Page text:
Grand Addiction Recovery Center is off Interstate 44 in Tulsa. It provides a continuum of care, ranging from medically supervised detox to outpatient counseling. Photo: Catherine Sweeney, StateImpact, January 12, 2023.

A collaborative in Tulsa models how Oklahoma communities can fight the methamphetamine epidemic.

Methamphetamine is killing more Oklahomans than any illicit drug. Nonprofits, treatment centers, policy analysts and law enforcement in Tulsa created a program to broaden access to recovery from it.

  • Catherine Sweeney

Tucked behind Interstate 44 in Tulsa, near Bishop Kelly high school is a recovery facility called Grand Addiction Recovery. There’s construction equipment outside. It’s expanding to treat the thousands of Oklahomans who need help recovering from substance abuse disorders, including addiction to methamphetamine.

“We provide treatment for medically supervised detox, as well as residential treatment,” said Grand’s chief clinical officer of Addiction Services, Kim Hill-Crowell. “So people may be here for anywhere from 30 days to 90 days. We also do intensive outpatient services.”

She says all of those services exist on what’s known as a continuum of care.

“You could enter into treatment in anywhere in that model,” she said. “It doesn’t have to be at the beginning.”

Some of the people who come to Grand for services need fresh changes of clothes. This area, which spans a few rooms, is set up like a thrift store and provides clothes, shoes and other apparel.

For those who do start at the beginning, that would be detox. Any addictive substance —methamphetamine, opioids or even alcohol — can cause violent withdrawal symptoms. But before someone quits, they’re already likely undergoing some pretty serious damage to their bodies — enough to require medical supervision. Meth addiction kills appetites, so people can come in malnourished. It can keep people awake for days on end. It can cause paranoia and psychosis.

Hill-Crowell described the facility’s detox program.

“Making sure that there are 30-minute checks, that there are nurses that are on staff,” she said. “It may be medication to help reduce the impacts of withdrawal to the body.”

After that patients can work their way through services, which eventually wind down to outpatient counseling.

Dr. Lowell Robertson is an addiction specialist and internist at Grand. He said the program is novel because patients get to work with the same team from start to finish, and all on one site.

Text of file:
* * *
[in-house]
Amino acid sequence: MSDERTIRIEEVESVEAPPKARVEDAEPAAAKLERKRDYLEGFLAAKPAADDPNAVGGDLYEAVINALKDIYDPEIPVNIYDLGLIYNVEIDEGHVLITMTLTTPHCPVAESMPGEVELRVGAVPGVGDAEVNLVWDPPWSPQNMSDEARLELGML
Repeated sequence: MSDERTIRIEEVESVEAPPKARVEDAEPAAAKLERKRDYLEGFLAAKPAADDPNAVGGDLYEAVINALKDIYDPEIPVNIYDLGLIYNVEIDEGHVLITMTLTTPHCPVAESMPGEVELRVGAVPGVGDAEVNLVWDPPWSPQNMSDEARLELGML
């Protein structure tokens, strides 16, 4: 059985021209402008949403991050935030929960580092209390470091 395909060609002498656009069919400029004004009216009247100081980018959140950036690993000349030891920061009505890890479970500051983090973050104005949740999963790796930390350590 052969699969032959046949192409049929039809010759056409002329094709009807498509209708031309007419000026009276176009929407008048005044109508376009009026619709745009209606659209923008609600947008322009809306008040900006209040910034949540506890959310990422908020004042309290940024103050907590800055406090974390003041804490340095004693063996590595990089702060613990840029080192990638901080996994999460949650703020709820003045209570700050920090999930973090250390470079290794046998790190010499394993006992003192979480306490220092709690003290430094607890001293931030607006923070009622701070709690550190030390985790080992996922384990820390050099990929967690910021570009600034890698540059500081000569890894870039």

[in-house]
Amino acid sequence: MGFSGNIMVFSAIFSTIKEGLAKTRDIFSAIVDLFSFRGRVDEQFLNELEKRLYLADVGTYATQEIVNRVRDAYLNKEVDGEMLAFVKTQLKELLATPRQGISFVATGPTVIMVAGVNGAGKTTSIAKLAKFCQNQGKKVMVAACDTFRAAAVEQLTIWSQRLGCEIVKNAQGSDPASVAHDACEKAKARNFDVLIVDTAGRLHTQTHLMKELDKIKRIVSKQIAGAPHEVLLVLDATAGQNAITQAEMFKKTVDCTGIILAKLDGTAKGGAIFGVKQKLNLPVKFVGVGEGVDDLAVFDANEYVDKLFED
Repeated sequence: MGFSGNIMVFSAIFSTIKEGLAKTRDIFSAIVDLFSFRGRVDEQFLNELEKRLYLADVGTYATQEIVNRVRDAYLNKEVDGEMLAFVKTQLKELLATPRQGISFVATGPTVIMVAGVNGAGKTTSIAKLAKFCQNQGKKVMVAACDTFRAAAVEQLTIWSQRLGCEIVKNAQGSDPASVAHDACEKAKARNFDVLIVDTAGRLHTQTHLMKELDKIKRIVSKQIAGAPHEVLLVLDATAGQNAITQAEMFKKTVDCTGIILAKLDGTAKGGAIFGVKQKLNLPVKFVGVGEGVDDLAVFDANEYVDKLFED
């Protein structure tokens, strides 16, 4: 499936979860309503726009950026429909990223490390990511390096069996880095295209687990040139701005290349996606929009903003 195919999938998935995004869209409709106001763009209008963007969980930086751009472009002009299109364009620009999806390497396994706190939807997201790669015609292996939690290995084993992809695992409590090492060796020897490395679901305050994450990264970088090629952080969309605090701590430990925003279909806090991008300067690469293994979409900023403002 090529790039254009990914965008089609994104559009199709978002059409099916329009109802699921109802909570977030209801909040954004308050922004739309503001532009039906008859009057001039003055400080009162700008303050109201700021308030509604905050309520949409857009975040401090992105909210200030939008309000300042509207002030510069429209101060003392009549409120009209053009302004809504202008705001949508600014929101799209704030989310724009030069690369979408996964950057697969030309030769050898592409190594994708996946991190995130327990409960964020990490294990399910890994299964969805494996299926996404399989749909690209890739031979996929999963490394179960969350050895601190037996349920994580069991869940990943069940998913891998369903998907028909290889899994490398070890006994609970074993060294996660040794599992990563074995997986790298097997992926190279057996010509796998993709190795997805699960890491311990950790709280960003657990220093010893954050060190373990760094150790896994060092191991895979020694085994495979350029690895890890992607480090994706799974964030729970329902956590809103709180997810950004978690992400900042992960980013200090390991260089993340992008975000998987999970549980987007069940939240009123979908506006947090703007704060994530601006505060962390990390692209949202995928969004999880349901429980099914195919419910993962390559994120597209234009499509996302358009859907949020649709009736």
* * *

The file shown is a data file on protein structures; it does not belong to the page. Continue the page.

And there’s definitely a demand. Health and law enforcement officials often call methamphetamine the state’s greatest drug threat. At more than 600 deaths a year, it kills more Oklahomans via overdose than any other illicit drug, including fentanyl.

Grand is just one piece of this larger, community-based approach to tackling the methamphetamine problem in Tulsa.  Local nonprofits, treatment centers, law enforcement and government officials announced this collaboration in late 2020.

“The continuum of care is an initiative that was put together by the Healthy Minds Policy Initiative, as well as the Department of Mental Health, because we saw a rise in the increase in meth overdose deaths, not only in the state of Oklahoma, but Tulsa County specifically,” Hill-Crowell said.

In 2013, Tulsans accounted for only about 13 percent of the state’s methamphetamine treatment admissions. In 2020, that figure climbed to one-third of the state’s admissions.

Jessica Hawkins is the Director of Community and Systems Initiatives for the Healthy Minds Oklahoma Policy Initiative. She says the collaboration is necessary to bind disparate but equally important organizations together. For example, one partner, Family and Children’s Services, can connect someone in their crisis center with care they need at Grand.

“There is no one organization that sort of holds the keys to to solving these problems,” Hawkins said.

She says this model isn’t necessarily new for Oklahoma. Back in 2009, several communities across the state took on collaborative programs to tackle methamphetamine abuse.

“Again, looking at local issues, local concerns, bringing people around the table, training them, identifying gaps and working on them,” Hawkins said. “I remember distinctly in western Oklahoma, one of those communities had identified oilfield workers as being a really high need population in their community and designed some really interesting interventions and worked on that for several years together.”

But she and Hill-Crowell say they’re hopeful this new collaborative can set the stage for communities around the state to build the infrastructure they need to address addiction and mental health issues.